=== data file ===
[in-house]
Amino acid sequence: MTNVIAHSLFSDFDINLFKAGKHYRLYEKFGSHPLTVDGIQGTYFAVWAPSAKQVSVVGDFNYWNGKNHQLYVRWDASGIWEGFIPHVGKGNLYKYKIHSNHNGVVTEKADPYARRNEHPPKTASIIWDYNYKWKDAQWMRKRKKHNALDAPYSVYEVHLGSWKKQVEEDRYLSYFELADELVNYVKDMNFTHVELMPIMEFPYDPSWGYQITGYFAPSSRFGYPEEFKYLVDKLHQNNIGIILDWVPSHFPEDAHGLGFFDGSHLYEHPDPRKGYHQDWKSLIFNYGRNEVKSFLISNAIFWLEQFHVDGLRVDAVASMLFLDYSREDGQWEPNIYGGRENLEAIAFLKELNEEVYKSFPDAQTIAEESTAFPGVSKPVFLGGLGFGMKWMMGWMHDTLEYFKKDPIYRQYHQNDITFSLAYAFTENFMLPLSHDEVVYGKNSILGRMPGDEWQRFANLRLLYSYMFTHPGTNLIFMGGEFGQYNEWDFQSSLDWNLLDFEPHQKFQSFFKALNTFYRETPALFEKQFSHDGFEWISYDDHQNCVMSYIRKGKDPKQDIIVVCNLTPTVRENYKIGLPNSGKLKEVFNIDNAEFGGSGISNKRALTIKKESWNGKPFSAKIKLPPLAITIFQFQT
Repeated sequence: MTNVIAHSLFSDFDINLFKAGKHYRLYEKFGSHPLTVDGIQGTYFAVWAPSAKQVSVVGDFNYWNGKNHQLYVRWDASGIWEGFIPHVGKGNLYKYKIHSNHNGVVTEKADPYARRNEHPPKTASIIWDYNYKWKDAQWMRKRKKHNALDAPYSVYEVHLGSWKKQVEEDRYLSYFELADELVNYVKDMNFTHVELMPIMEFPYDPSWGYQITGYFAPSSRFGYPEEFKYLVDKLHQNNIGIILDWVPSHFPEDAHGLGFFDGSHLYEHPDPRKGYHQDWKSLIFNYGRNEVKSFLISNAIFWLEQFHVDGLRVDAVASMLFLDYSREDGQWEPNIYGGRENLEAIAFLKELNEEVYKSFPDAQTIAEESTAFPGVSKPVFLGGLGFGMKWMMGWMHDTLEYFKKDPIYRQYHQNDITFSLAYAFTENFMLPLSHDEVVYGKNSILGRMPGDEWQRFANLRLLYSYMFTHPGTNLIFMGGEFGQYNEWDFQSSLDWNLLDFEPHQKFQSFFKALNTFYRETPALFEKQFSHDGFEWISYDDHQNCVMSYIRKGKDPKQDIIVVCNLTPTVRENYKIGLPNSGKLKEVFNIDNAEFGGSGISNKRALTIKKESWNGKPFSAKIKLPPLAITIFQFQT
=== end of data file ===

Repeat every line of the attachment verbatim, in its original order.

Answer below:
[in-house]
Amino acid sequence: MTNVIAHSLFSDFDINLFKAGKHYRLYEKFGSHPLTVDGIQGTYFAVWAPSAKQVSVVGDFNYWNGKNHQLYVRWDASGIWEGFIPHVGKGNLYKYKIHSNHNGVVTEKADPYARRNEHPPKTASIIWDYNYKWKDAQWMRKRKKHNALDAPYSVYEVHLGSWKKQVEEDRYLSYFELADELVNYVKDMNFTHVELMPIMEFPYDPSWGYQITGYFAPSSRFGYPEEFKYLVDKLHQNNIGIILDWVPSHFPEDAHGLGFFDGSHLYEHPDPRKGYHQDWKSLIFNYGRNEVKSFLISNAIFWLEQFHVDGLRVDAVASMLFLDYSREDGQWEPNIYGGRENLEAIAFLKELNEEVYKSFPDAQTIAEESTAFPGVSKPVFLGGLGFGMKWMMGWMHDTLEYFKKDPIYRQYHQNDITFSLAYAFTENFMLPLSHDEVVYGKNSILGRMPGDEWQRFANLRLLYSYMFTHPGTNLIFMGGEFGQYNEWDFQSSLDWNLLDFEPHQKFQSFFKALNTFYRETPALFEKQFSHDGFEWISYDDHQNCVMSYIRKGKDPKQDIIVVCNLTPTVRENYKIGLPNSGKLKEVFNIDNAEFGGSGISNKRALTIKKESWNGKPFSAKIKLPPLAITIFQFQT
Repeated sequence: MTNVIAHSLFSDFDINLFKAGKHYRLYEKFGSHPLTVDGIQGTYFAVWAPSAKQVSVVGDFNYWNGKNHQLYVRWDASGIWEGFIPHVGKGNLYKYKIHSNHNGVVTEKADPYARRNEHPPKTASIIWDYNYKWKDAQWMRKRKKHNALDAPYSVYEVHLGSWKKQVEEDRYLSYFELADELVNYVKDMNFTHVELMPIMEFPYDPSWGYQITGYFAPSSRFGYPEEFKYLVDKLHQNNIGIILDWVPSHFPEDAHGLGFFDGSHLYEHPDPRKGYHQDWKSLIFNYGRNEVKSFLISNAIFWLEQFHVDGLRVDAVASMLFLDYSREDGQWEPNIYGGRENLEAIAFLKELNEEVYKSFPDAQTIAEESTAFPGVSKPVFLGGLGFGMKWMMGWMHDTLEYFKKDPIYRQYHQNDITFSLAYAFTENFMLPLSHDEVVYGKNSILGRMPGDEWQRFANLRLLYSYMFTHPGTNLIFMGGEFGQYNEWDFQSSLDWNLLDFEPHQKFQSFFKALNTFYRETPALFEKQFSHDGFEWISYDDHQNCVMSYIRKGKDPKQDIIVVCNLTPTVRENYKIGLPNSGKLKEVFNIDNAEFGGSGISNKRALTIKKESWNGKPFSAKIKLPPLAITIFQFQT